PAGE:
Sense of entitlement killing dream
August 13, 2009
Now and then one hears or reads reference to “the American Dream,” as if there were just one such thing.
What is uniquely American is just that Americans are supposed to be free to dream their own dreams, pursue their own happiness as they understand it.
Very loosely, the American dream refers to a certain measure of prosperity, including home and vehicle ownership, along with what makes this possible — a decent line of work.
These are broadly enough definable so they do not amount to a one-size-fits-all idea for one to have to buy into. Just like happiness, to the pursuit of which all human beings have a right (as per the Declaration of Independence), the American dream can vary enormously from person to person.
When I first came to the United States of America, I was 17 1/2 and was very involved in learning about America. I did this even before arriving here, mostly by reading novels by the likes of Zane Gray, Erle Stanley Garner, Mark Twain, and others.
Thinking back on it, I cannot identify any one thing these novels agreed on that would qualify as the American dream. Certainly nothing specific, nothing concrete. At most they conveyed the notion that, in America, men and women prize their liberty and prefer taking on the job of governing their own lives as they see fit.
It seemed to me back then that Americans stood out by not concerning themselves with following the herd, with doing routinely what their neighbors did, with reaching some kind of standard of life considered to be the average or mean.
They had their own standards of success, or at least they projected this as Americans. And that is one main reason I set my eyes on coming to live here. The envy-driven concern about equality just seemed absent here, while it dominated the countries under the thumb of the Soviets, for example.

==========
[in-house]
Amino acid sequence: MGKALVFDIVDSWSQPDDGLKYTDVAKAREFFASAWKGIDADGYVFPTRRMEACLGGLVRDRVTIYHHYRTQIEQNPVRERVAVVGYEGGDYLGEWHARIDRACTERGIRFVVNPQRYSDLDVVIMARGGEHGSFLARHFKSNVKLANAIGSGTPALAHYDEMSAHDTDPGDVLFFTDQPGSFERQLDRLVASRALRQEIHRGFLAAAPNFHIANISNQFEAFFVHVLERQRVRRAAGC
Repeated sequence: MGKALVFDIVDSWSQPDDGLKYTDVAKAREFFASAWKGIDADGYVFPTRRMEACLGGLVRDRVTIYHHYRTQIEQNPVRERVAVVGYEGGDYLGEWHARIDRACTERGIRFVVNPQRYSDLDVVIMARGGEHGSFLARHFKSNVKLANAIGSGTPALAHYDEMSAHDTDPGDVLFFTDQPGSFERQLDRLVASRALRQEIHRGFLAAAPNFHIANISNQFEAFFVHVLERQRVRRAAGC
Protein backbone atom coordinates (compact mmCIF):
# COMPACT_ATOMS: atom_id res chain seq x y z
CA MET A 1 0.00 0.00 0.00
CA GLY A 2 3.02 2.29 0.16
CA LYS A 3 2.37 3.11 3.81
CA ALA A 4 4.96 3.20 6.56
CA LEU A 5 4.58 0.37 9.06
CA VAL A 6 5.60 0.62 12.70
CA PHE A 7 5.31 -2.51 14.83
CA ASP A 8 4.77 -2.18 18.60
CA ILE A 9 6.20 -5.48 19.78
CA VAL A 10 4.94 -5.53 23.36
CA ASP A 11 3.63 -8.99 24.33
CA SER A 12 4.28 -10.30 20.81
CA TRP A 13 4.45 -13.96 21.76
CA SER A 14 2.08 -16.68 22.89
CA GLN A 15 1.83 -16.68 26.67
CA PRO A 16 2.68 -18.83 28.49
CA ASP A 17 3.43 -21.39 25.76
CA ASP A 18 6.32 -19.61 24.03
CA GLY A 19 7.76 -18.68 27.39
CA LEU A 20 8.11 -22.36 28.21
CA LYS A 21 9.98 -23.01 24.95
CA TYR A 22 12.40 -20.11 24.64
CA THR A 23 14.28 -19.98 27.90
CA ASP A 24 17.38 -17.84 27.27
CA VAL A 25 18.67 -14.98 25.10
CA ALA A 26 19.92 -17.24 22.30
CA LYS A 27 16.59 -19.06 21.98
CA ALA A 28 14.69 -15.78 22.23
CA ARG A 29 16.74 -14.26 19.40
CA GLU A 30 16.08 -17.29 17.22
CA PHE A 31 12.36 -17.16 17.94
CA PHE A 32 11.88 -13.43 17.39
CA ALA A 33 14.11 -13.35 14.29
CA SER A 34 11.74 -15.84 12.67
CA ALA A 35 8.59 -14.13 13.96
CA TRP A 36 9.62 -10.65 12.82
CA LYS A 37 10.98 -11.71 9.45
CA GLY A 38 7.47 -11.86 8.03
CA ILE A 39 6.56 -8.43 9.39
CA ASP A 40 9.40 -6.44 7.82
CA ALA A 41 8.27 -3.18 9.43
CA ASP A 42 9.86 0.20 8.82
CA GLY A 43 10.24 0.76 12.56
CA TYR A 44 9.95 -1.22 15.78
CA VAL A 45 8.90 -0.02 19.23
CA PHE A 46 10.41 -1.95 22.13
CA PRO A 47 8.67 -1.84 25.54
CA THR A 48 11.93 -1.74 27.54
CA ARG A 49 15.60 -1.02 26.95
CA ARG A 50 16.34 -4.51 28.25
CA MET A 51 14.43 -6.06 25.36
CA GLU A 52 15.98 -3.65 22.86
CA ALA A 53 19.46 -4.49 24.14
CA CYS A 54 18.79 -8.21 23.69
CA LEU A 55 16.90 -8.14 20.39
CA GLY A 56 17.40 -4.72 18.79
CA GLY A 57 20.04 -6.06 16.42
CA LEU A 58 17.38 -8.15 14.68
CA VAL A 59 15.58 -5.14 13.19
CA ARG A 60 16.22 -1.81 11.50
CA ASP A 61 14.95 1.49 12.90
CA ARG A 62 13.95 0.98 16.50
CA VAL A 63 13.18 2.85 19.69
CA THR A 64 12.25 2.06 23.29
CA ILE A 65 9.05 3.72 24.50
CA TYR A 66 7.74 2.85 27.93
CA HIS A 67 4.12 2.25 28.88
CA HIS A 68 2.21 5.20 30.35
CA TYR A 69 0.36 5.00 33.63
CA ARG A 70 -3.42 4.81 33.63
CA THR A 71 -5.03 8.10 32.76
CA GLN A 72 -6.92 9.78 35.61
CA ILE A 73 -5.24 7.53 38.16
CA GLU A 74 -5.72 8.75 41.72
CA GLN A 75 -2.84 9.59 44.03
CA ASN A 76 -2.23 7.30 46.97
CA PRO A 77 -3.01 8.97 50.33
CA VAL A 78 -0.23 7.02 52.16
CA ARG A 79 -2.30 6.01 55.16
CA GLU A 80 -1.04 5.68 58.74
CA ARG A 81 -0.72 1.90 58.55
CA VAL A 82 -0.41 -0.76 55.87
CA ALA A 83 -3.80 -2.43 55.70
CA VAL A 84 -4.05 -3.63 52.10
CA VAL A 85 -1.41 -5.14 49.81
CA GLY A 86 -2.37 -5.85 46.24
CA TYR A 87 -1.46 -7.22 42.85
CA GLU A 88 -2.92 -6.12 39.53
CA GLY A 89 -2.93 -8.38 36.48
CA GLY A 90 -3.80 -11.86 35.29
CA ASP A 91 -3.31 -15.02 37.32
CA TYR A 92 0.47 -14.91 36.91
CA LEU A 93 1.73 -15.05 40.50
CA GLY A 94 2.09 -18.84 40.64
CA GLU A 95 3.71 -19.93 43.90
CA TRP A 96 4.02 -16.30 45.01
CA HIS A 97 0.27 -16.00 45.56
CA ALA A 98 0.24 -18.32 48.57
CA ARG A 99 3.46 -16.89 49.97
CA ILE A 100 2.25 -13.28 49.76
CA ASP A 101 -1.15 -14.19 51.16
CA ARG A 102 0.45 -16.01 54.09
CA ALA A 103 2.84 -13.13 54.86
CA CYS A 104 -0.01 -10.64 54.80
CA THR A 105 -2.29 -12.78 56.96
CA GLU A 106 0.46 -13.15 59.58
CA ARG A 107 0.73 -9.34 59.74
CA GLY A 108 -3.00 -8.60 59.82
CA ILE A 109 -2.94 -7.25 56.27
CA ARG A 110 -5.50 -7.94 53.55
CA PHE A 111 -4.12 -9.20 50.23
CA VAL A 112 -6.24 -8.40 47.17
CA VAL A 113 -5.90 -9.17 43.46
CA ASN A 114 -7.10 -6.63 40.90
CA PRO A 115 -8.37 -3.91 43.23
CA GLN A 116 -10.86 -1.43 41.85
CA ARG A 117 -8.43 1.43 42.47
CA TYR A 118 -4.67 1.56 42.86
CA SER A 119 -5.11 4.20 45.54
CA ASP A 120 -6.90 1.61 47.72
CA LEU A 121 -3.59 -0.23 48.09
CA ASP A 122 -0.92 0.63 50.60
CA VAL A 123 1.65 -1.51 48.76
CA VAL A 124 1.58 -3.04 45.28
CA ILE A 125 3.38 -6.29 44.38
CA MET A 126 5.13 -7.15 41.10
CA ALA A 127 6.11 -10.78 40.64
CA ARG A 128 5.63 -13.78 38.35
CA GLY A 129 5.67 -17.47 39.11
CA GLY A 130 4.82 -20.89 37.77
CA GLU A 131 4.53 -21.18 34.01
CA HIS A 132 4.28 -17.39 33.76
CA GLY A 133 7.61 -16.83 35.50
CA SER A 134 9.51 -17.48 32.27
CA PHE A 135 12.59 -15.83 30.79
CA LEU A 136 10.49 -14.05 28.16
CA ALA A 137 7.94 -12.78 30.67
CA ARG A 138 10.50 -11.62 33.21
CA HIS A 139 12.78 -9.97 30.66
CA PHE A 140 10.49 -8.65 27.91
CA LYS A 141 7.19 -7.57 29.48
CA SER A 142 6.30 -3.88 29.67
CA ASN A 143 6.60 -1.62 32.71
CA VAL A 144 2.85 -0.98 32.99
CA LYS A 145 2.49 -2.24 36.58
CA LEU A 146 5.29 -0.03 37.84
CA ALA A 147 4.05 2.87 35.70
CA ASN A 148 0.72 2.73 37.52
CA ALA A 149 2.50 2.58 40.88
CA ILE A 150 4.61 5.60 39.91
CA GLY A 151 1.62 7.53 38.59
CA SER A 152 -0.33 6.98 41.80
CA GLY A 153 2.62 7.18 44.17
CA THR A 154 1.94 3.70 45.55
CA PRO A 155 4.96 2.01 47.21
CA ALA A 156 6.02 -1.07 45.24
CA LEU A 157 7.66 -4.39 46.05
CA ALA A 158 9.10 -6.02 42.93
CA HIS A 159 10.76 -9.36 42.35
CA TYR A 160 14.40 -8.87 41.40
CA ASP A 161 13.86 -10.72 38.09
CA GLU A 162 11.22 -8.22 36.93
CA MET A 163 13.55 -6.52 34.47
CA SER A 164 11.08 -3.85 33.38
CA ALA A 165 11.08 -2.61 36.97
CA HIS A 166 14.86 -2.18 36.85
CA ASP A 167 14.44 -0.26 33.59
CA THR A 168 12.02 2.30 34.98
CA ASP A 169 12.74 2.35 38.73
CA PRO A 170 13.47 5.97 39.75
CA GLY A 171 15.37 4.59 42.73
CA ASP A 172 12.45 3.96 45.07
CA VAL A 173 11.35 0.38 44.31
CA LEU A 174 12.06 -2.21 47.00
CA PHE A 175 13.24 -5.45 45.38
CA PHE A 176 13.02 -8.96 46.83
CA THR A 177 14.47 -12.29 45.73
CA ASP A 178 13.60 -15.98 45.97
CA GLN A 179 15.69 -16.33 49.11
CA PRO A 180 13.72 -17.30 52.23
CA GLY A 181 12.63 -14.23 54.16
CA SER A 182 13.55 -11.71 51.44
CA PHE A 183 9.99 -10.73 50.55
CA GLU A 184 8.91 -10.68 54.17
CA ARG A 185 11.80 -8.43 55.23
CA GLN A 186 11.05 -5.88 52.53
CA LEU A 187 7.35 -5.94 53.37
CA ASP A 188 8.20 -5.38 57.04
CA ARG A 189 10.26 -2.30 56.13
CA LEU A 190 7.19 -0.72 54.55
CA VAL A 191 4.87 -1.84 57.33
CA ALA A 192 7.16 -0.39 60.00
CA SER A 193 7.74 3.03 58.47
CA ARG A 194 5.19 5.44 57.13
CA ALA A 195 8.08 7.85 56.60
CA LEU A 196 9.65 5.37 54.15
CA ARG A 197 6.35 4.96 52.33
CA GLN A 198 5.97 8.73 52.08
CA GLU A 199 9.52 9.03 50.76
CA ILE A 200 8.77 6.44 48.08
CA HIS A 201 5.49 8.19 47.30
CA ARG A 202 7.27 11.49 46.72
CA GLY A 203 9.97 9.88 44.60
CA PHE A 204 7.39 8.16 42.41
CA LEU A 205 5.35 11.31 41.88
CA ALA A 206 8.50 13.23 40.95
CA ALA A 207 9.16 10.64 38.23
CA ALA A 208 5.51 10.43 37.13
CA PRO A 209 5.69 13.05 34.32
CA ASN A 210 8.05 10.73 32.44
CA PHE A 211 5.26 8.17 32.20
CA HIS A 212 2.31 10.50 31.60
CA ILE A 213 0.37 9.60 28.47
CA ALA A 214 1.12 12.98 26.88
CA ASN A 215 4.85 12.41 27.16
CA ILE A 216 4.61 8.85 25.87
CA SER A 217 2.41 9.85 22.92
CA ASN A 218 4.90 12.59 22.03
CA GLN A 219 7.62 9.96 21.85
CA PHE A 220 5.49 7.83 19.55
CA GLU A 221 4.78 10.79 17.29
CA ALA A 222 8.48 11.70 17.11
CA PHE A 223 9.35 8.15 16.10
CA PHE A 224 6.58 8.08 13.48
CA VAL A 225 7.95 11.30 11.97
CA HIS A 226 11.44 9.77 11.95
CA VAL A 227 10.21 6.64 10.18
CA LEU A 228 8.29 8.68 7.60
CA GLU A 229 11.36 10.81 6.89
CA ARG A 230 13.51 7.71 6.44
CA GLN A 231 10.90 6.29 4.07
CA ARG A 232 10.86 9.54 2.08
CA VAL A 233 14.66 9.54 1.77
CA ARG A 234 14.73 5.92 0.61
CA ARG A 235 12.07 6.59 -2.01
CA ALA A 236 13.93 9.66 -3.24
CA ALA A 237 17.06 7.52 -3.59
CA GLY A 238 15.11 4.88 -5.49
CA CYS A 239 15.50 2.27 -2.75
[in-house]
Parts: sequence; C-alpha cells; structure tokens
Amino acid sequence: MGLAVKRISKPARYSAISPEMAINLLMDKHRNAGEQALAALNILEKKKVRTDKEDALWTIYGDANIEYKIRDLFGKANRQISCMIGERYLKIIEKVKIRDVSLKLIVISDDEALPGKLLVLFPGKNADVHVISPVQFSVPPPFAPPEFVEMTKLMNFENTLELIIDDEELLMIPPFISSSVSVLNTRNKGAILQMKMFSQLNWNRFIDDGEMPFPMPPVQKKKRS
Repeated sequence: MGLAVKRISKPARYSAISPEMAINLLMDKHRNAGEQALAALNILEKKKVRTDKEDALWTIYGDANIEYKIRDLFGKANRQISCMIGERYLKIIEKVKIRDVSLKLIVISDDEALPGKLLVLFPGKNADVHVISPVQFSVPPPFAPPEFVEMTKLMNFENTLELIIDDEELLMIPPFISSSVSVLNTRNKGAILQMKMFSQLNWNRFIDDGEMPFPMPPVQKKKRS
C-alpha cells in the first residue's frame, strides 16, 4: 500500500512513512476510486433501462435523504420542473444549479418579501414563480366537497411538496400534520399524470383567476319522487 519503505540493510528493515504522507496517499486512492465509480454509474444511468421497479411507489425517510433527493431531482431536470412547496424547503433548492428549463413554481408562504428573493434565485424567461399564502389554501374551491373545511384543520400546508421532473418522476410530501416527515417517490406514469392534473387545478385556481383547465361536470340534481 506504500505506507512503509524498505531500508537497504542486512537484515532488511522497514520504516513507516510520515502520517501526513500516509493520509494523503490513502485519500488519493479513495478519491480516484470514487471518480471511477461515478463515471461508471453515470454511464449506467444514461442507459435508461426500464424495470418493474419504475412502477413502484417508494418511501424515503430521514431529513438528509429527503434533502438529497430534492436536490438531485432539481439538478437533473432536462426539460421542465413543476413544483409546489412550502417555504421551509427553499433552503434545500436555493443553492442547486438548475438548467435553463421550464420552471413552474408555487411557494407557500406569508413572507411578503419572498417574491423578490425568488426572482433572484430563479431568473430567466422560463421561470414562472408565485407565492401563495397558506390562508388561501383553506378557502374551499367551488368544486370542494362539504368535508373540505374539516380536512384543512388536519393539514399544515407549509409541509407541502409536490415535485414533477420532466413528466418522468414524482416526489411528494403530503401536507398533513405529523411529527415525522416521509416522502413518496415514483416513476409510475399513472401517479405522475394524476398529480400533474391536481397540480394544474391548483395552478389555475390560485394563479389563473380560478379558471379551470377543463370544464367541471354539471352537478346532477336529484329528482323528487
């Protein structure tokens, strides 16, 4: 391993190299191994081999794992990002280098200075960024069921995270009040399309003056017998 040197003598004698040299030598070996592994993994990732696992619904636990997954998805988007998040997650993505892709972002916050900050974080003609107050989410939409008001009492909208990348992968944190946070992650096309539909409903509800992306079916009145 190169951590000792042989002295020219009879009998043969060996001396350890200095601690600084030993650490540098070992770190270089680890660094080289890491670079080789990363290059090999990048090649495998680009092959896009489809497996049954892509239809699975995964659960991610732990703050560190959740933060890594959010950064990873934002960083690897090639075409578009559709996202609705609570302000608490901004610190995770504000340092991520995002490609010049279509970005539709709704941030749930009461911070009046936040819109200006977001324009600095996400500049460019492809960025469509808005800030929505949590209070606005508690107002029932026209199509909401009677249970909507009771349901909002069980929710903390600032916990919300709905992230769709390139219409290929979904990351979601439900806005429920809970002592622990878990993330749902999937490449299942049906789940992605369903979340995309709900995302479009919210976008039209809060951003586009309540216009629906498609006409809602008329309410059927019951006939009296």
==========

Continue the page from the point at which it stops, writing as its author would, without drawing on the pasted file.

Sadly much of this has changed.
Now, talk of the American dream tends to imply wanting everyone to be equally well off. If some have it very good, well, then it’s unjust that others don’t. Never mind setting out on one’s own path, as an artist, engineer, banker, architect, soldier or whatever. That would be the old version of the American dream, at least as I understood it.
Truth be told, myself and others who came here from abroad, didn’t worry much about some American dream — not if it had anything to do with some one-size-fits-all blueprint to be implemented in one’s life. No, it was mostly all about doing what one wants to do, pursuing one’s personal dream, one’s own, if you will, American dream.
And respecting the rights of others do likewise.
Of course America didn’t quite live up to this more sensible rendition of “the dream” since many were still disenfranchised, even oppressed, who lived here. But comparatively speaking America made plenty of room for the pursuit of one’s dream and still does, judging by how many millions across the globe want to come here to live and work even in the midst of difficult economic times.